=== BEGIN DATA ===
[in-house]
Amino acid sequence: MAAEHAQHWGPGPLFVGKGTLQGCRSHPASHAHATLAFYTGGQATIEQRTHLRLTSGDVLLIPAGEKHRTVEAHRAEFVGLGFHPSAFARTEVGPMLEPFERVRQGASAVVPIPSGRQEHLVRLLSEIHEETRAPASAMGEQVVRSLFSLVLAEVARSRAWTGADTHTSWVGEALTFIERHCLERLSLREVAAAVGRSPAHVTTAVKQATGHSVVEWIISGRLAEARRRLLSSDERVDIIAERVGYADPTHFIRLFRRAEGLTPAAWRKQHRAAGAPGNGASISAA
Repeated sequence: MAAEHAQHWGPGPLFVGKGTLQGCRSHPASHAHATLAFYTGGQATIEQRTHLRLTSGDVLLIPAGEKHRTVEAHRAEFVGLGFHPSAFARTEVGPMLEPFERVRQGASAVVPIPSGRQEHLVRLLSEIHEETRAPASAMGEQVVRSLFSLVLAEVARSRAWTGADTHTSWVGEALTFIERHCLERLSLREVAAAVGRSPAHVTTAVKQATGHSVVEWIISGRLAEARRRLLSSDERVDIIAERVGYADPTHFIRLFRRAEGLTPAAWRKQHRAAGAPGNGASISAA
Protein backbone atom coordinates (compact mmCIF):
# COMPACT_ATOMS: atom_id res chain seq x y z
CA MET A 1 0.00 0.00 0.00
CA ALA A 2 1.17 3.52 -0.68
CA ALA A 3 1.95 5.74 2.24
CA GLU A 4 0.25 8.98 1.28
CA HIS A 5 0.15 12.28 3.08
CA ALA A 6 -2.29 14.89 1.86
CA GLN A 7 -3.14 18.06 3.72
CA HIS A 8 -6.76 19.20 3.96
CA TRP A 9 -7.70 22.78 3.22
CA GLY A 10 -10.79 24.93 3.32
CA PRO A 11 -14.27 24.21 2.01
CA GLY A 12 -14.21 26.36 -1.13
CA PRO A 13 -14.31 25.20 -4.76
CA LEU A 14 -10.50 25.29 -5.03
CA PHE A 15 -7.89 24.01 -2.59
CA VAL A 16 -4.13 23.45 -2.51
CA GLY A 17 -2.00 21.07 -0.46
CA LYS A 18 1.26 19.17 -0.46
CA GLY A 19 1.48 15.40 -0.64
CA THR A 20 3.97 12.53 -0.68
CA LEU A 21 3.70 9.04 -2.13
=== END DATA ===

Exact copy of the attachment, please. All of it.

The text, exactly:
[in-house]
Amino acid sequence: MAAEHAQHWGPGPLFVGKGTLQGCRSHPASHAHATLAFYTGGQATIEQRTHLRLTSGDVLLIPAGEKHRTVEAHRAEFVGLGFHPSAFARTEVGPMLEPFERVRQGASAVVPIPSGRQEHLVRLLSEIHEETRAPASAMGEQVVRSLFSLVLAEVARSRAWTGADTHTSWVGEALTFIERHCLERLSLREVAAAVGRSPAHVTTAVKQATGHSVVEWIISGRLAEARRRLLSSDERVDIIAERVGYADPTHFIRLFRRAEGLTPAAWRKQHRAAGAPGNGASISAA
Repeated sequence: MAAEHAQHWGPGPLFVGKGTLQGCRSHPASHAHATLAFYTGGQATIEQRTHLRLTSGDVLLIPAGEKHRTVEAHRAEFVGLGFHPSAFARTEVGPMLEPFERVRQGASAVVPIPSGRQEHLVRLLSEIHEETRAPASAMGEQVVRSLFSLVLAEVARSRAWTGADTHTSWVGEALTFIERHCLERLSLREVAAAVGRSPAHVTTAVKQATGHSVVEWIISGRLAEARRRLLSSDERVDIIAERVGYADPTHFIRLFRRAEGLTPAAWRKQHRAAGAPGNGASISAA
Protein backbone atom coordinates (compact mmCIF):
# COMPACT_ATOMS: atom_id res chain seq x y z
CA MET A 1 0.00 0.00 0.00
CA ALA A 2 1.17 3.52 -0.68
CA ALA A 3 1.95 5.74 2.24
CA GLU A 4 0.25 8.98 1.28
CA HIS A 5 0.15 12.28 3.08
CA ALA A 6 -2.29 14.89 1.86
CA GLN A 7 -3.14 18.06 3.72
CA HIS A 8 -6.76 19.20 3.96
CA TRP A 9 -7.70 22.78 3.22
CA GLY A 10 -10.79 24.93 3.32
CA PRO A 11 -14.27 24.21 2.01
CA GLY A 12 -14.21 26.36 -1.13
CA PRO A 13 -14.31 25.20 -4.76
CA LEU A 14 -10.50 25.29 -5.03
CA PHE A 15 -7.89 24.01 -2.59
CA VAL A 16 -4.13 23.45 -2.51
CA GLY A 17 -2.00 21.07 -0.46
CA LYS A 18 1.26 19.17 -0.46
CA GLY A 19 1.48 15.40 -0.64
CA THR A 20 3.97 12.53 -0.68
CA LEU A 21 3.70 9.04 -2.13